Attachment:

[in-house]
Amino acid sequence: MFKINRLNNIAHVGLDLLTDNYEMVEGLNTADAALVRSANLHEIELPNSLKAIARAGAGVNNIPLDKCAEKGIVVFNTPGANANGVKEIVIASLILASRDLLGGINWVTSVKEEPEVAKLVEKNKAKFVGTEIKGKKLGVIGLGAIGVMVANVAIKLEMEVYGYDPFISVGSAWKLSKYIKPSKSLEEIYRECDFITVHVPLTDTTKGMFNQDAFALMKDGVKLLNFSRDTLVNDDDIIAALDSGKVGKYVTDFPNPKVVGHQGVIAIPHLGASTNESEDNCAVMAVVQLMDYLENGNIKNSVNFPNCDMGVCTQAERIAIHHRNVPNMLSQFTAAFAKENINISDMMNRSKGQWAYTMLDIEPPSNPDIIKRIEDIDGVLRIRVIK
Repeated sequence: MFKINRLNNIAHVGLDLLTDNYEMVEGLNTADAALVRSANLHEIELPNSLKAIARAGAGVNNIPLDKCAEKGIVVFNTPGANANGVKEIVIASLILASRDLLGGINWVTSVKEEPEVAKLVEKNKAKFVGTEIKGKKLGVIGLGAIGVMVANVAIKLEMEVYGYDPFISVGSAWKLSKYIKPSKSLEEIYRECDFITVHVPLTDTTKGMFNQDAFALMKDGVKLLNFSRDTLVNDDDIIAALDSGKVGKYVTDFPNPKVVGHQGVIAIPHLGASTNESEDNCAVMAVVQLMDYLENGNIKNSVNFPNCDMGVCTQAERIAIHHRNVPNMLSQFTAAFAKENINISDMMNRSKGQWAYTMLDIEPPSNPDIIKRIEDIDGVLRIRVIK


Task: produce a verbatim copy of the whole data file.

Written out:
[in-house]
Amino acid sequence: MFKINRLNNIAHVGLDLLTDNYEMVEGLNTADAALVRSANLHEIELPNSLKAIARAGAGVNNIPLDKCAEKGIVVFNTPGANANGVKEIVIASLILASRDLLGGINWVTSVKEEPEVAKLVEKNKAKFVGTEIKGKKLGVIGLGAIGVMVANVAIKLEMEVYGYDPFISVGSAWKLSKYIKPSKSLEEIYRECDFITVHVPLTDTTKGMFNQDAFALMKDGVKLLNFSRDTLVNDDDIIAALDSGKVGKYVTDFPNPKVVGHQGVIAIPHLGASTNESEDNCAVMAVVQLMDYLENGNIKNSVNFPNCDMGVCTQAERIAIHHRNVPNMLSQFTAAFAKENINISDMMNRSKGQWAYTMLDIEPPSNPDIIKRIEDIDGVLRIRVIK
Repeated sequence: MFKINRLNNIAHVGLDLLTDNYEMVEGLNTADAALVRSANLHEIELPNSLKAIARAGAGVNNIPLDKCAEKGIVVFNTPGANANGVKEIVIASLILASRDLLGGINWVTSVKEEPEVAKLVEKNKAKFVGTEIKGKKLGVIGLGAIGVMVANVAIKLEMEVYGYDPFISVGSAWKLSKYIKPSKSLEEIYRECDFITVHVPLTDTTKGMFNQDAFALMKDGVKLLNFSRDTLVNDDDIIAALDSGKVGKYVTDFPNPKVVGHQGVIAIPHLGASTNESEDNCAVMAVVQLMDYLENGNIKNSVNFPNCDMGVCTQAERIAIHHRNVPNMLSQFTAAFAKENINISDMMNRSKGQWAYTMLDIEPPSNPDIIKRIEDIDGVLRIRVIK